Food packs given to the group by the Philippines consulate in Tbilisi.

By Ben Garcia
KUWAIT: At the start of the coronavirus outbreak in Kuwait, three Filipinos left the country for a trip to Georgia from March 8 to March 13. At that time, commercial flights were still operational, although there were many clear indications that Kuwait airport might lock down and foreigners would not be allowed to enter. The trio pushed through anyway with their trip and enjoyed every part of Georgia they visited.
Traveling at the start of the global pandemic seemed to be the craziest thing to do, but they went ahead because the tickets they had booked were non-refundable, they were assured by the airline that they could come back, and they also signed a document at Kuwait airport saying that when they returned, they would be subjected to a 14-day quarantine.
The trio believed they could return just in time, but they were wrong. On March 11, Kuwait announced the closure of Kuwait International Airport from March 13, halting commercial flights. Speaking from Tbilisi through Facebook Messenger, Dan said if only they had been given a sign they couldn’t return as planned, probably they would’ve had changed their minds.
Return in time
“We believed them! We thought we could still catch up, plus the airline reassured us that we could return just in time before the closure of the airport. We believed them even as we were a bit hesitant to fly out of Kuwait,” he said. “When we heard about the closure decision, we immediately coordinated with the airline if we could still leave Georgia prior to the lockdown. Again, they said we could complete our vacation and come back, so we did not reschedule our vacation,” he said.
“Because of the sudden closure of the airport, the airline advised us to leave Tbilisi on March 14 instead of March 13. They said it was due to the changes in the flight schedule of several airlines. They told us to stand by, because we would be allowed to return to Kuwait since we were not citizens of Georgia and had work permits in Kuwait. On March 14, we were allowed to leave Georgia for Kuwait. Our flight had a stopover in Sharjah, but when we landed in Sharjah, we got the bad news that we couldn’t proceed to Kuwait, as the country only permitted the entry of Kuwaitis. The airline flew us back to Georgia on the same day,” Dan said.
“A very stressful journey - of course we were disappointed. We waited until morning at Tbilisi airport to go back to the city proper and get temporary shelter. Georgian people are very hospitable and understood the situation we were in. They accompanied us to several apartments in the city where we could stay while waiting for the airport to reopen. We saw some very expensive apartments, but we needed to be very practical and realistic, as we did not know how long we were going to stay in Tbilisi. We selected a very cool but inexpensive apartment in the capital. We are paying only KD 92 per month for a 2-bedroom flat with a wide living room, kitchen and bathroom,” Dan said.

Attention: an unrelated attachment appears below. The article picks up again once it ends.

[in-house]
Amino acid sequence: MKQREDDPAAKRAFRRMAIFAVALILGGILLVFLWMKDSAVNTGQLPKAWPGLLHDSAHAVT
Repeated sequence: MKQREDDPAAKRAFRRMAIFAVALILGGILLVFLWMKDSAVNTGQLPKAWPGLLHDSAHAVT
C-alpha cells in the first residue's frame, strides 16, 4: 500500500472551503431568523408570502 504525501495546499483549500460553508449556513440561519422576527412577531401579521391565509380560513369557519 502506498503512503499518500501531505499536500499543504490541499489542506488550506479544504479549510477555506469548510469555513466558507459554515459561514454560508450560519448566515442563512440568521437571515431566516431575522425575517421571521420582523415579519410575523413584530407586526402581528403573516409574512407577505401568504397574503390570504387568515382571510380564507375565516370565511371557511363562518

“At first we were okay with it since we still had enough money to survive for another week or so. But as the days went by, we were afraid of depleting our savings in the bank, so we decided to look for our consulate in Tbilisi. We found it and reported our predicament to them. They said they will try to do whatever it takes to help us. True enough, after a few days, we received some food packs with groceries good for a month, and they told us if we needed more, they are ready to assist. They said they got the food packs from the Georgian Red Cross. Our prayers every night is for us to be able to leave soon for Kuwait, since we work there and our belongings are all in our apartment. We thought of going back to the Philippines, but even Manila airport is closed, so we only have one choice - to stay and wait until everything normalizes,” he said.
75 days
Their vacation of four days is now 75 days and counting. “We are waiting here at the apartment in Tbilisi. We stroll every day - we are allowed to move here. They also have a curfew here, but it starts only after 9 pm and ends at 6 am, so we have lots of free time to visit more places and get to know about Georgia and its people,” Dan said.
Tbilisi airport is also closed. “The lockdown here is more relaxed - public transport was only suspended for two weeks. People can come out but they were told to wear facemasks at all times. Now they are back to business - it’s normal now, although people are cautious. They continue to observe social distancing too,” he said.
“I describe this journey as ‘bittersweet’. Bitter because of the unplanned extended vacation, and sweet because we’ve got to enjoy Georgia for a longer period and gotten to know more about the country and people. We are praying for the normalization of Kuwait and the world. We want to go back to Kuwait and start working; we’ve learned lessons from this long journey and we hope this would be the end of it. We do not want another lockdown and remain stranded in a foreign land,” Dan said.